| Greenpeace activists at Dow’s European headquarters in Switzerland with 18 barrels of poisonous waste collected from Bhopal. (AFP file picture)
Bhopal, Feb. 16: Almost two decades after the Bhopal gas tragedy, thousands of survivors living near the abandoned Union Carbide factory continue to suffer silently from the gas leak.
These survivors, mostly concentrated in Atal Ayub Nagar, J.P. Nagar and Arif Nagar, use water polluted by the toxins left behind by the US multinational.
Each day, about 4,500 patients queue up at government-run outpatient departments complaining of respiratory diseases, stomach ailments, dysentery and nervous system disorders.
The doctors at Hamida and Bhopal hospitals consider the inflow alarming for most of these ailments — some passed on to the second generation — can be traced back to methyl isocyanate (MIC) gas. It had killed 16,000 people in 1984 and permanently harmed more than five lakh.
Some 700 tonnes of toxic waste generated by Union Carbide, which now lie scattered and exposed in the factory premises, have worsened the sufferings of victims living nearby.
A Greenpeace scientific study in 1999 and some others by government agencies have confirmed the presence of several life-threatening poisons such as mercury and other heavy metals, chlorinated pesticides and pollutants in the scattered waste.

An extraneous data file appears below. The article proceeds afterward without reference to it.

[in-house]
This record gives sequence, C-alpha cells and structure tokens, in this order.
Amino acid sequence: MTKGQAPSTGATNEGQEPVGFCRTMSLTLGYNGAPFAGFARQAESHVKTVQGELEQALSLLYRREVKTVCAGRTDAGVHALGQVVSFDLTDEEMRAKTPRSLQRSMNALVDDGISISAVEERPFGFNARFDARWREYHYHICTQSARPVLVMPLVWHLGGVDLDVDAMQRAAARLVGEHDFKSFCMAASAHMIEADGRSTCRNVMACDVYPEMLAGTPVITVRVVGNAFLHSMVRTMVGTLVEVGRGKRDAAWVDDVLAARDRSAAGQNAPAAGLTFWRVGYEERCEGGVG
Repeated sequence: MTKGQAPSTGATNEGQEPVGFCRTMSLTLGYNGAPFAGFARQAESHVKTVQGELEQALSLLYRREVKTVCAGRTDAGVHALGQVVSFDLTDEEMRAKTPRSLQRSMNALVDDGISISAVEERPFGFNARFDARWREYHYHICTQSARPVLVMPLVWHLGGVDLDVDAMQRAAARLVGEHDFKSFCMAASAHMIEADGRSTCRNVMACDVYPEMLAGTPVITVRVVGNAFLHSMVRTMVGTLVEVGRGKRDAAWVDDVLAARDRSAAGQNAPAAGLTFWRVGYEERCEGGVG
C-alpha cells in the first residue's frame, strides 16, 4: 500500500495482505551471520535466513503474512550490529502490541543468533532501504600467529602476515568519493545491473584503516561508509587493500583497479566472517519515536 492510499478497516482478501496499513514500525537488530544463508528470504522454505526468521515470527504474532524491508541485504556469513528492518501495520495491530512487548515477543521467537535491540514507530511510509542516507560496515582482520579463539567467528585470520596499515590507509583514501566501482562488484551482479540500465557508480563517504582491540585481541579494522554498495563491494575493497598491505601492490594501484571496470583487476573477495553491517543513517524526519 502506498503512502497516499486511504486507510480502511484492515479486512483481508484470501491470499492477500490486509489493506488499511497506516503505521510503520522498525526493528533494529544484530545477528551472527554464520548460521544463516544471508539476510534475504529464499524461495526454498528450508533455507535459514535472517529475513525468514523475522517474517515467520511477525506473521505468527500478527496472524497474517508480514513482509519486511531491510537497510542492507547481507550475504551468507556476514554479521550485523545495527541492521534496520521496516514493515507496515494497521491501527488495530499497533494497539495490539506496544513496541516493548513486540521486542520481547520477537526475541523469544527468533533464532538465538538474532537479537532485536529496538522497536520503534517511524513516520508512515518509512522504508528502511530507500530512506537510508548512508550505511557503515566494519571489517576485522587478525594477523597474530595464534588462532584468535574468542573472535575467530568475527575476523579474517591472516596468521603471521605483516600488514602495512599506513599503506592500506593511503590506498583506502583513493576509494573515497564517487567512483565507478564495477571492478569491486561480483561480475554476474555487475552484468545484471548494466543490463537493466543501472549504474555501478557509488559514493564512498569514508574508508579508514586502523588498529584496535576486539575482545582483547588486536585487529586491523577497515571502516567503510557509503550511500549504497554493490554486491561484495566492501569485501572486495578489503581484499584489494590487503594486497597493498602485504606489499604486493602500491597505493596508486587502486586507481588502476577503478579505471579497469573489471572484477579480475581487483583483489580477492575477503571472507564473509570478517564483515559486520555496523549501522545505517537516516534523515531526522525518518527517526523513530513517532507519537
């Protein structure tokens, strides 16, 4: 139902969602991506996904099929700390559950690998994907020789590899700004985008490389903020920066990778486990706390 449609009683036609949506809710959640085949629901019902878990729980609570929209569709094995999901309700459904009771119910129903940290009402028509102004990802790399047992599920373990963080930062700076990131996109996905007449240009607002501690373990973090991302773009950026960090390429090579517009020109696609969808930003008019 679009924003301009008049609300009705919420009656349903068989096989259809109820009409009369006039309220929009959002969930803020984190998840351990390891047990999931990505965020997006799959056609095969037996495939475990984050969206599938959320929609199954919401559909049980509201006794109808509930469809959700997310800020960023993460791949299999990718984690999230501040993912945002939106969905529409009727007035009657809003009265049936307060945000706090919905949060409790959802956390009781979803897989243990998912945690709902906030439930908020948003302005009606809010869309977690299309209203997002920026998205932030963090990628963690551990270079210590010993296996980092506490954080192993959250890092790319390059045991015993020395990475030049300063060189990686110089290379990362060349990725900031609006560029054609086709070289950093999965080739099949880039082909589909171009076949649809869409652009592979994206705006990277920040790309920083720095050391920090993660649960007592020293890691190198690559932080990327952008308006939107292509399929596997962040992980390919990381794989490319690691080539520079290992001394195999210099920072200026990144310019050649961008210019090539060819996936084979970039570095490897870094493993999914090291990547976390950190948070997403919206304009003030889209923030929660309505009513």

The Greenpeace study, which also analysed groundwater samples from the sources residents around the factory now use, revealed toxic pollutants, some of which were carcinogenic.
The investigation also found more than 20 tonnes of hexachlorocyclohexane in sacks lying in an open shed in the abandoned factory. HCH is a persistent organic pollutant and an environmental poison linked to immune-system and reproductive disorders.
According to a study conducted by the National Environmental Engineering Research Institute (Neeri), Nagpur, the factory area recorded a high concentration of toxic wastes, indicating the possibility of contamination at “higher depths”.
These facts and figures notwithstanding, the entire political class has been indifferent to the people’s demand for clean water and cleaning of the factory site and compensation for the victims.
The indifference is more glaring as Madhya Pradesh’s Congress chief minister Digvijay Singh has been honoured for being a “green chief minister”.
BJP’s Uma Bharti, representing the Bhopal parliamentary seat, is itching to oust Digvijay but she seldom takes up the cause of gas victims.
On Friday, a call attention motion was moved in the Assembly, but the person who moved it was absent as also most MLAs from all parties. The discussion that followed took place without quorum, with a dozen-odd legislators struggling to stay awake.
The Bhopal Gas Peedit Mahila Udyog Sanghatan is now planning to move court against the “conspiracy of silence”.
According to gas victims campaigner Abdul Jabbar, politicians, including minister in charge of gas relief and rehabilitation Arif Aqueel, the Bhopal municipal authority and Union Carbide would be made parties to the proposed case for letting life-threatening toxins lie scattered around the factory.
Residents of Atal Ayub Nagar, Arif Nagar, Chola and other slums have little choice but to drink the contaminated water as the only other source of water — provided by the Bhopal Municipal Corporation — is erratic in supply.